Gal Gadot in Talks to Play Actor and Inventor Hedy Lamarr in Showtime Limited Series
Shut up and take my money/stolen Showtime subscription!
Gal Gadot is on a mission to play badass women and we are here.for.it. The Wonder Woman star is circling a limited series project from Sarah Treem (The Affair) about the life of Hedy Lamarr. Gadot has expressed interest in playing the role, and it’s easy to see why. Hedy Lamarr was a certified badass.
The Austrian bombshell was a star for MGM in the 1940’s, appearing in films like Boom Town (1940), I Take This Woman (1940), and Comrade X (1940). Soon she became known for playing sultry and exotic femme fatales, and was even credited as the inspiration for Catwoman.
But Lamarr was also an inventor, whose work included improved traffic stoplights and a dissolving tablet to make carbonated water (this one was less successful, as Lamarr admitted that it tasted like Alka-Seltzer). While Lamarr had zero training in STEM, she continued to pursue her passion for inventing. Her first husband, Austrian arms merchant Friedrich Mandl, worked with the Nazis on military technology (Lamarr was Jewish), and would often bring her with him to dinners and formal events.
While attending, Lamarr overheard that radio-controlled torpedoes were easily jammed, and she came up with the idea for a frequency-hopping signal that could not be tracked or jammed. She worked with her close friend, composer George Antheil, to invent a device, and he succeeded by synchronizing a miniaturized player-piano mechanism with radio signals. Our sister in arms Teresa Jusino explained it thusly:
“They used a player-piano roll to randomly change a radio signal sent between a controller and the torpedo within a range of eighty-eight frequencies (based on a piano having eighty-eight keys). This would make it difficult for an enemy to jam all eighty-eight frequencies, as that would require too much power.”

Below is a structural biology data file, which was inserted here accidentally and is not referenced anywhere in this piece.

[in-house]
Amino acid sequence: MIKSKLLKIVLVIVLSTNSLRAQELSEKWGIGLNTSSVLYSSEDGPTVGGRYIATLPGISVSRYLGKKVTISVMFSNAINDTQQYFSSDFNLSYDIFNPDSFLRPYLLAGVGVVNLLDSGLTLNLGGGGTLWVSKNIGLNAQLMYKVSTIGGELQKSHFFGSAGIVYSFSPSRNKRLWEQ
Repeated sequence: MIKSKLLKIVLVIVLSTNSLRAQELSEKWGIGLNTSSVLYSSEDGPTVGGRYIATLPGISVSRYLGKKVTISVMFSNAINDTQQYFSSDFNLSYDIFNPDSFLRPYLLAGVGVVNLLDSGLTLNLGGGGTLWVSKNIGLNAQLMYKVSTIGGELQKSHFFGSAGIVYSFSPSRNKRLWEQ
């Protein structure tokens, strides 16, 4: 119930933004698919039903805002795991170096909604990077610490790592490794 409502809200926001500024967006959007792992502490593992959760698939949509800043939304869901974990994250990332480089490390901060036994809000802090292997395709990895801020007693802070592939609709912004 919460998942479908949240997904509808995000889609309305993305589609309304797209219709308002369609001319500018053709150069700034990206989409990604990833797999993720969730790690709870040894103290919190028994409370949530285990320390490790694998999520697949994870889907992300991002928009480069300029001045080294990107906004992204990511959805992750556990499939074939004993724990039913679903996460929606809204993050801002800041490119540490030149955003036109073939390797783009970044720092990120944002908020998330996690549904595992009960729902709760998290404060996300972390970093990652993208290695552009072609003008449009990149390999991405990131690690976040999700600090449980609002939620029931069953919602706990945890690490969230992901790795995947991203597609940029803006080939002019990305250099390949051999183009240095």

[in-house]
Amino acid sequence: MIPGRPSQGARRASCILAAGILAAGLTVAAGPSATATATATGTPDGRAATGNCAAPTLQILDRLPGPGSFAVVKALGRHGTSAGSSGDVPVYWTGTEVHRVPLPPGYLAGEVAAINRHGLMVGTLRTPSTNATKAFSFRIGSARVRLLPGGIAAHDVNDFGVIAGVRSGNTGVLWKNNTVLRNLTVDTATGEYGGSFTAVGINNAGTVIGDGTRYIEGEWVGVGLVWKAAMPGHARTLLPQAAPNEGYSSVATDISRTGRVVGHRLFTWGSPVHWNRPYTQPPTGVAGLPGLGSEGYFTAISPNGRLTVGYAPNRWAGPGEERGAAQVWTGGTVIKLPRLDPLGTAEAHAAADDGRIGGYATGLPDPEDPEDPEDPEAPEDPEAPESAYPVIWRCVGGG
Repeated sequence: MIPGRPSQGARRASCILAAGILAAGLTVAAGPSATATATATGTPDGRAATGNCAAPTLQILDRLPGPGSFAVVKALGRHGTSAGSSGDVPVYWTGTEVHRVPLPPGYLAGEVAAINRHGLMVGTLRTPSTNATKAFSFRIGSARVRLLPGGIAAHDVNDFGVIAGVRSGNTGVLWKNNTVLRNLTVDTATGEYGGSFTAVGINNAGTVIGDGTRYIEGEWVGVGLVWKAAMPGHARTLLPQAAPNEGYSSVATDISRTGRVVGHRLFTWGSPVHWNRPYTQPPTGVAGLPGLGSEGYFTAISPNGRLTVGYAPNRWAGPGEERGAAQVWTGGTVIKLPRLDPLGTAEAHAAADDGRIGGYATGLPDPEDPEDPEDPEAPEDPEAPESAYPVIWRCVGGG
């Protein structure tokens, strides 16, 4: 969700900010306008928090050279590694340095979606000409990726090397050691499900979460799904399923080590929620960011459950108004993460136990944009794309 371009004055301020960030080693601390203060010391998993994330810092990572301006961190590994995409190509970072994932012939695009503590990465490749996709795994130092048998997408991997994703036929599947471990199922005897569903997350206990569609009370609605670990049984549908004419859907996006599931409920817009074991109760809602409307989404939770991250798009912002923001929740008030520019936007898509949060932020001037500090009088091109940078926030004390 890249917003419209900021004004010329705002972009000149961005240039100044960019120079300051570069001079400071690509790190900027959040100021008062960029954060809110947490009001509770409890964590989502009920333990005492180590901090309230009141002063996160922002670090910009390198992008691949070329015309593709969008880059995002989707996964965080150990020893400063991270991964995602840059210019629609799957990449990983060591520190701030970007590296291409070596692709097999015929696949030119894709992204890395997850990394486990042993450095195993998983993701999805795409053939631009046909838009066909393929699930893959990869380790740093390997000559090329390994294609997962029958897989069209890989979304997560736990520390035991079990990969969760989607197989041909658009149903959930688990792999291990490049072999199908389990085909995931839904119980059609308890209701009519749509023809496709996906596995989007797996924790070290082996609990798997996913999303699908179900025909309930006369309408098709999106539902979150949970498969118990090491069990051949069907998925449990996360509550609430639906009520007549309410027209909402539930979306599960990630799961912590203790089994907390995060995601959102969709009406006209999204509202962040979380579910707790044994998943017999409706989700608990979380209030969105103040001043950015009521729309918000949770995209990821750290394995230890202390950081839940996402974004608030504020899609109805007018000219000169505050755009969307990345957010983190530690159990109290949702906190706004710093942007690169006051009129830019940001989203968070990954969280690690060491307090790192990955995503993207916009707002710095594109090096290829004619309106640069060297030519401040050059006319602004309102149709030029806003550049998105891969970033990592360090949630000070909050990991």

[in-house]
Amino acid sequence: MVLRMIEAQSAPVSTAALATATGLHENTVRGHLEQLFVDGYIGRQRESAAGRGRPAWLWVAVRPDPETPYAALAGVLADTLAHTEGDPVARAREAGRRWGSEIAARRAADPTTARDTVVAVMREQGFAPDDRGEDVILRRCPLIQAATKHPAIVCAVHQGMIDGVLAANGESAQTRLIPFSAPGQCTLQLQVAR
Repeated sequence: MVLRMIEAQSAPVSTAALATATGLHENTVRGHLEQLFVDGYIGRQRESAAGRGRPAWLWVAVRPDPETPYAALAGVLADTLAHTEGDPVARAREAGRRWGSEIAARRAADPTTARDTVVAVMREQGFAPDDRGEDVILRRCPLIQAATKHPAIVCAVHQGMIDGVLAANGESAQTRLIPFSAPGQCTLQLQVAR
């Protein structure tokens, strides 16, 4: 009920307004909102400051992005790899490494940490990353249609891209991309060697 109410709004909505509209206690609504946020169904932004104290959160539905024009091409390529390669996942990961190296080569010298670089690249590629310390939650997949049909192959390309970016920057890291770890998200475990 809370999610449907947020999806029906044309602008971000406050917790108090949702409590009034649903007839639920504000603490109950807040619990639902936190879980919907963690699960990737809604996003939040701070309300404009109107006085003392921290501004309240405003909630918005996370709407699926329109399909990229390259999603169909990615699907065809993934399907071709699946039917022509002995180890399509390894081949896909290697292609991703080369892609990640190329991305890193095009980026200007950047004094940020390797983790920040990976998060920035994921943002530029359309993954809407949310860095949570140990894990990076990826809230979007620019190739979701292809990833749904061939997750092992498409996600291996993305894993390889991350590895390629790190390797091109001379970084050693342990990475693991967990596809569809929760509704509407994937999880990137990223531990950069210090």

Lamarr and Antheil drafted designs and patented their frequency-hopping invention, but it was ultimately rejected by the U.S. military. Military officials were (not surprisingly) suspect of a foreign-born female movie star pitching technological advances. Despite this, the military eventually adopted Lamarr’s tech in the 1960’s.
Her frequency-jumping patent laid the groundwork for modern communication developments including Wi-Fi, GPS, and Bluetooth technology. While Lamarr’s beauty made her an icon, she lamented her looks, saying:
“My face has been my misfortune. It has attracted six unsuccessful marriage partners. It has attracted all the wrong people into my boudoir and brought me tragedy and heartache for five decades. My face is a mask I cannot remove. I must always live with it. I curse it.”
If you want to learn more about Lamarr’s life, check out last year’s documentary Bombshell: The Hedy Lamarr Story. The woman lived an incredible life, and fingers crossed this miniseries does her justice (also, she was bisexual, so it would be great to see that portrayed as well).
(via Deadline, image: EAN-BAPTISTE LACROIX/AFP/Getty Images, MGM / Clarence Bull)
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